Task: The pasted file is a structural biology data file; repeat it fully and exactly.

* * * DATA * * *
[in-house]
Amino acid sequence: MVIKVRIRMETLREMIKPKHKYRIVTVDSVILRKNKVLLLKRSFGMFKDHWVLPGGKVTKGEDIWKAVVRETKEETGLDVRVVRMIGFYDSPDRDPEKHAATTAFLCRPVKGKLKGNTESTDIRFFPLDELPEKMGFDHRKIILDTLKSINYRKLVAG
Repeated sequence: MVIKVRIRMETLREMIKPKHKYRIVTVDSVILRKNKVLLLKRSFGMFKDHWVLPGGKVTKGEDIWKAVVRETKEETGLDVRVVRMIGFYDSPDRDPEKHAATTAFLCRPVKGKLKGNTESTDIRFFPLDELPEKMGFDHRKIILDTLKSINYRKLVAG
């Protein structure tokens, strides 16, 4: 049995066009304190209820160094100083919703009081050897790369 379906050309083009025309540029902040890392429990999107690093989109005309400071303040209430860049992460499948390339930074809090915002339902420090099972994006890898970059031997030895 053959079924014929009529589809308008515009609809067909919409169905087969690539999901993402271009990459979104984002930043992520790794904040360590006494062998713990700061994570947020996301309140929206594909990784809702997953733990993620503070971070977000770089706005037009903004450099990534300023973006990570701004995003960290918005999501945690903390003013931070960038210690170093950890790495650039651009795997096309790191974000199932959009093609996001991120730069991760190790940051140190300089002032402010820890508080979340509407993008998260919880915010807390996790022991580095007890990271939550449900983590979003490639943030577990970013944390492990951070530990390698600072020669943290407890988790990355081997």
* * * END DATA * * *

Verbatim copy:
[in-house]
Amino acid sequence: MVIKVRIRMETLREMIKPKHKYRIVTVDSVILRKNKVLLLKRSFGMFKDHWVLPGGKVTKGEDIWKAVVRETKEETGLDVRVVRMIGFYDSPDRDPEKHAATTAFLCRPVKGKLKGNTESTDIRFFPLDELPEKMGFDHRKIILDTLKSINYRKLVAG
Repeated sequence: MVIKVRIRMETLREMIKPKHKYRIVTVDSVILRKNKVLLLKRSFGMFKDHWVLPGGKVTKGEDIWKAVVRETKEETGLDVRVVRMIGFYDSPDRDPEKHAATTAFLCRPVKGKLKGNTESTDIRFFPLDELPEKMGFDHRKIILDTLKSINYRKLVAG
């Protein structure tokens, strides 16, 4: 049995066009304190209820160094100083919703009081050897790369 379906050309083009025309540029902040890392429990999107690093989109005309400071303040209430860049992460499948390339930074809090915002339902420090099972994006890898970059031997030895 053959079924014929009529589809308008515009609809067909919409169905087969690539999901993402271009990459979104984002930043992520790794904040360590006494062998713990700061994570947020996301309140929206594909990784809702997953733990993620503070971070977000770089706005037009903004450099990534300023973006990570701004995003960290918005999501945690903390003013931070960038210690170093950890790495650039651009795997096309790191974000199932959009093609996001991120730069991760190790940051140190300089002032402010820890508080979340509407993008998260919880915010807390996790022991580095007890990271939550449900983590979003490639943030577990970013944390492990951070530990390698600072020669943290407890988790990355081997």